A four-day workweek could soon be reality thanks to this pilot program

Jun 6 2022, 4:00 pm

The dream of a four-day workweek has been gaining traction since the pandemic began.

As the line between work and home blurred, many employees experienced burnout, so much so that a recent study found that a majority of Canadians are willing to work for four days for the same amount of pay.

Now, a pilot program has turned the dream into reality for dozens of companies across Canada and the US.

 

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Led by 4 Day Week Global, a not-for-profit group of strategists and leaders advocating for the reduced days, the pilot launched on Monday, June 6, with 38 North American companies participating.

“More and more companies are recognizing that the new frontier for competition is quality of life, and that reduced-hour, productivity-focused working is the vehicle to give them that competitive edge,” Joe O’Connor, CEO of 4 Day Week Global, told CNBC.

According to the organization’s website statistics, 78% of employees with four-day work weeks are happier and less stressed, while 63% of businesses found it easier to attract and retain employees.

So, how does it work?

 

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Canadian and US workplaces involved in the trial are matched with a mentor company that has successfully implemented the four-day workweek. Workplaces will complete a training program conducted by the mentor company and also collaborate with researchers at Boston College to analyze the effectiveness of a shorter workweek.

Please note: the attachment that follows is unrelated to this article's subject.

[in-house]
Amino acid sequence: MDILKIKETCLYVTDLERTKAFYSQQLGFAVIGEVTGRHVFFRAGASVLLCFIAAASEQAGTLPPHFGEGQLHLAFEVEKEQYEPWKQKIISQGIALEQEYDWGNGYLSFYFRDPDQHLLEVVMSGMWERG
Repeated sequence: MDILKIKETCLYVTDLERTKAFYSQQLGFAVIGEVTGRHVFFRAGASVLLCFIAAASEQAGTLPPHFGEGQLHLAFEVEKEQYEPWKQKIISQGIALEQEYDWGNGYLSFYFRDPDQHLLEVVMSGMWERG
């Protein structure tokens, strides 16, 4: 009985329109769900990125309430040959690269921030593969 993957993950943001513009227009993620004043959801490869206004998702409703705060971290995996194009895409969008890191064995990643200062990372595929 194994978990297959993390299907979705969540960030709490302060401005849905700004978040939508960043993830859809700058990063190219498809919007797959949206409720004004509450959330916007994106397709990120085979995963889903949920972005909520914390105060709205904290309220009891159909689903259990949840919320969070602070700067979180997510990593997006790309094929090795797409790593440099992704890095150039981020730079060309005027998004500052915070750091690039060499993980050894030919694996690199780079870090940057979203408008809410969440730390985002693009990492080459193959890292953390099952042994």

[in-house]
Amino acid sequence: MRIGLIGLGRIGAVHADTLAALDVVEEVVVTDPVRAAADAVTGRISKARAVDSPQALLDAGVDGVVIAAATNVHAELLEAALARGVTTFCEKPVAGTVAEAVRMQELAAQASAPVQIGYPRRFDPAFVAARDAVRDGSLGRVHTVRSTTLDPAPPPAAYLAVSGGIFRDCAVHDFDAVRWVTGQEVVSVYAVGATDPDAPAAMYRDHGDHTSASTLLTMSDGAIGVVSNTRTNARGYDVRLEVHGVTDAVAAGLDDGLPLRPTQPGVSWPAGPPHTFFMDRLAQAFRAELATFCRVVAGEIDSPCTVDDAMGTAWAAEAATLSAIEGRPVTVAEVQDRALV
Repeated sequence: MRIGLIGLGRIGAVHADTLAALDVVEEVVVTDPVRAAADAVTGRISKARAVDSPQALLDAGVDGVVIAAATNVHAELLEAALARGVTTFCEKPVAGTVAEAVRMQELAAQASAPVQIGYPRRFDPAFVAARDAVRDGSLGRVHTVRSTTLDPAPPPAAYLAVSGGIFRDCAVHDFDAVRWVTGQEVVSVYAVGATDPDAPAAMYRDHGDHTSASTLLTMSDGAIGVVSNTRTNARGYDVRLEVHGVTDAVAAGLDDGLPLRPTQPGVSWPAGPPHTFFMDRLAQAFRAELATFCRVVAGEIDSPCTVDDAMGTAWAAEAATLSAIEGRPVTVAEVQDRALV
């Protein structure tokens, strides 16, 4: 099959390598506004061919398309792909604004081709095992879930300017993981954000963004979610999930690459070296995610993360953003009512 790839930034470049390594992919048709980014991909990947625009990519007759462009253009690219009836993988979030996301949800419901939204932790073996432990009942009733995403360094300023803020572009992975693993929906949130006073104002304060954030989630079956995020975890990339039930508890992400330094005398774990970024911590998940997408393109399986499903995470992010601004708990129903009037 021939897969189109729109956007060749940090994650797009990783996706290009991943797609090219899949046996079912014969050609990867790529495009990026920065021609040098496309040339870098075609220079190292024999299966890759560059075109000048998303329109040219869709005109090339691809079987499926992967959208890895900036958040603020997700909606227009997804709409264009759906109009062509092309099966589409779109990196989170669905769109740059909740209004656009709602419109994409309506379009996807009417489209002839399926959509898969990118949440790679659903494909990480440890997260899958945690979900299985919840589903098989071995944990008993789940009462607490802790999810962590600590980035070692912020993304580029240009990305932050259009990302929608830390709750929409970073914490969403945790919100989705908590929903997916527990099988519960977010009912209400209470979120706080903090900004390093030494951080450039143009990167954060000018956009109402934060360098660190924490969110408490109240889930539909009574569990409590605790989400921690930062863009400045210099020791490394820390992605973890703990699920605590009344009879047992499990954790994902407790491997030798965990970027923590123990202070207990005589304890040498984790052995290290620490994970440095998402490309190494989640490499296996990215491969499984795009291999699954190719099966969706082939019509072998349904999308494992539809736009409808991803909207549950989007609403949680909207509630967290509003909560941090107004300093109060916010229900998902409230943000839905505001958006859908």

The workplaces will reduce the workweek to 32 hours over four days instead of sticking to 40 hours within four days, according to CNBC. 4 Day Week Global calls this a 100-80-100 model where employees receive 100% of their pay for 80% of the time while maintaining 100% productivity.

Altogether, the pilot program lasts for six months. Companies interested in trying the change can still apply here.

The four-day workweek’s status in Canada

While the organization doesn’t disclose which Canadian companies are currently participating, we already know of some workplaces in the country that have officially switched to the four-day workweek.

In January, Juno College of Technology officially switched to reduced days with no changes in vacation or pay. Last year, Montreal video game studio EidosĀ also made the switch, announcing that their offices would be closed on Fridays.

Most recently, Toronto tech firm Alida announced their four-day workweek pilot program, which will kick off this summer.

Some politicians are also on board. Last year, Steven Del Duca, leader of the Ontario Liberals, said he would look into the idea of a four-day workweek if elected next year.

Isabelle DoctoIsabelle Docto

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